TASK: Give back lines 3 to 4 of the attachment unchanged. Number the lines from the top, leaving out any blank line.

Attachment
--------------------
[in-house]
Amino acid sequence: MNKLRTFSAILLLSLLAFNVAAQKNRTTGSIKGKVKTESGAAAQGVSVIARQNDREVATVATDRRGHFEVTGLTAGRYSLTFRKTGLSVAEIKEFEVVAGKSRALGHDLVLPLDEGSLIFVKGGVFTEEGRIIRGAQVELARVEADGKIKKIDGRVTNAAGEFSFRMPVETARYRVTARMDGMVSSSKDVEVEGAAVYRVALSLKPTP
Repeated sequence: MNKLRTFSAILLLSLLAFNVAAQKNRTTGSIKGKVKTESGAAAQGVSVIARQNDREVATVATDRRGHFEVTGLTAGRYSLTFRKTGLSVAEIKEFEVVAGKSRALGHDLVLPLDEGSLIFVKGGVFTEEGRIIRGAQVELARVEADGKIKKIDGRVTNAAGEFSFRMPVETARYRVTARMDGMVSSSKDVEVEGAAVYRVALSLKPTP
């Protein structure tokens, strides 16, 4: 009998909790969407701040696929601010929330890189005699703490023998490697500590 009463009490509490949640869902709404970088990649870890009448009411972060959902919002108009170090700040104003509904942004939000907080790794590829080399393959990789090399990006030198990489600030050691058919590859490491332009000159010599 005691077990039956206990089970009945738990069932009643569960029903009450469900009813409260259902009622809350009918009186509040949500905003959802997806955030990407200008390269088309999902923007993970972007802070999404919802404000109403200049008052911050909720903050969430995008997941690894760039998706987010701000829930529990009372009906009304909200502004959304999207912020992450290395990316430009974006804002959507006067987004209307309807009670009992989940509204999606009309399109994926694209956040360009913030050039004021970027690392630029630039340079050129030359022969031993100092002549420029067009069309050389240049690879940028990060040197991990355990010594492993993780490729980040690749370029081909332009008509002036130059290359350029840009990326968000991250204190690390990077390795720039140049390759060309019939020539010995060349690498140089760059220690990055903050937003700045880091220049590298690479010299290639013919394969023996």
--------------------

Repeated sequence: MNKLRTFSAILLLSLLAFNVAAQKNRTTGSIKGKVKTESGAAAQGVSVIARQNDREVATVATDRRGHFEVTGLTAGRYSLTFRKTGLSVAEIKEFEVVAGKSRALGHDLVLPLDEGSLIFVKGGVFTEEGRIIRGAQVELARVEADGKIKKIDGRVTNAAGEFSFRMPVETARYRVTARMDGMVSSSKDVEVEGAAVYRVALSLKPTP
């Protein structure tokens, strides 16, 4: 009998909790969407701040696929601010929330890189005699703490023998490697500590 009463009490509490949640869902709404970088990649870890009448009411972060959902919002108009170090700040104003509904942004939000907080790794590829080399393959990789090399990006030198990489600030050691058919590859490491332009000159010599 005691077990039956206990089970009945738990069932009643569960029903009450469900009813409260259902009622809350009918009186509040949500905003959802997806955030990407200008390269088309999902923007993970972007802070999404919802404000109403200049008052911050909720903050969430995008997941690894760039998706987010701000829930529990009372009906009304909200502004959304999207912020992450290395990316430009974006804002959507006067987004209307309807009670009992989940509204999606009309399109994926694209956040360009913030050039004021970027690392630029630039340079050129030359022969031993100092002549420029067009069309050389240049690879940028990060040197991990355990010594492993993780490729980040690749370029081909332009008509002036130059290359350029840009990326968000991250204190690390990077390795720039140049390759060309019939020539010995060349690498140089760059220690990055903050937003700045880091220049590298690479010299290639013919394969023996």